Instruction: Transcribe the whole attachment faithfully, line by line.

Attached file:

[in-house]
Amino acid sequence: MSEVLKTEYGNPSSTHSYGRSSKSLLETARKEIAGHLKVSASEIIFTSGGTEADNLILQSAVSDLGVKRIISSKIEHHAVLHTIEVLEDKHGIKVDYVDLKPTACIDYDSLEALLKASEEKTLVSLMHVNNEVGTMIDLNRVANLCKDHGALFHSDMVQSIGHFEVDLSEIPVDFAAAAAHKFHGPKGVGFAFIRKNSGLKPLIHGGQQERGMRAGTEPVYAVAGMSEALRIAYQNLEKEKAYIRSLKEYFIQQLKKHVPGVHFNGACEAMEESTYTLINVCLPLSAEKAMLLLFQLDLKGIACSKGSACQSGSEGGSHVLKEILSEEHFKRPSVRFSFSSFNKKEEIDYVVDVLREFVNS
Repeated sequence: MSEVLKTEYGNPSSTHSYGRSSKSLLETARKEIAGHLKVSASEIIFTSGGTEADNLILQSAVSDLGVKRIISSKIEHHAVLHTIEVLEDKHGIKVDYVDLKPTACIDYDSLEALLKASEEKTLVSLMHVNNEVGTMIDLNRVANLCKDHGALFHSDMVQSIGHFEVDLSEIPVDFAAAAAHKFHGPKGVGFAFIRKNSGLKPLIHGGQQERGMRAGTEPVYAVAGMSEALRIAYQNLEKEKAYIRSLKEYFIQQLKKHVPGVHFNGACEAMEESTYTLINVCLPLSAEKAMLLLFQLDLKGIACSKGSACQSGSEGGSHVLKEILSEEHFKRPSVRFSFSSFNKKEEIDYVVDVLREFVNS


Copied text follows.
[in-house]
Amino acid sequence: MSEVLKTEYGNPSSTHSYGRSSKSLLETARKEIAGHLKVSASEIIFTSGGTEADNLILQSAVSDLGVKRIISSKIEHHAVLHTIEVLEDKHGIKVDYVDLKPTACIDYDSLEALLKASEEKTLVSLMHVNNEVGTMIDLNRVANLCKDHGALFHSDMVQSIGHFEVDLSEIPVDFAAAAAHKFHGPKGVGFAFIRKNSGLKPLIHGGQQERGMRAGTEPVYAVAGMSEALRIAYQNLEKEKAYIRSLKEYFIQQLKKHVPGVHFNGACEAMEESTYTLINVCLPLSAEKAMLLLFQLDLKGIACSKGSACQSGSEGGSHVLKEILSEEHFKRPSVRFSFSSFNKKEEIDYVVDVLREFVNS
Repeated sequence: MSEVLKTEYGNPSSTHSYGRSSKSLLETARKEIAGHLKVSASEIIFTSGGTEADNLILQSAVSDLGVKRIISSKIEHHAVLHTIEVLEDKHGIKVDYVDLKPTACIDYDSLEALLKASEEKTLVSLMHVNNEVGTMIDLNRVANLCKDHGALFHSDMVQSIGHFEVDLSEIPVDFAAAAAHKFHGPKGVGFAFIRKNSGLKPLIHGGQQERGMRAGTEPVYAVAGMSEALRIAYQNLEKEKAYIRSLKEYFIQQLKKHVPGVHFNGACEAMEESTYTLINVCLPLSAEKAMLLLFQLDLKGIACSKGSACQSGSEGGSHVLKEILSEEHFKRPSVRFSFSSFNKKEEIDYVVDVLREFVNS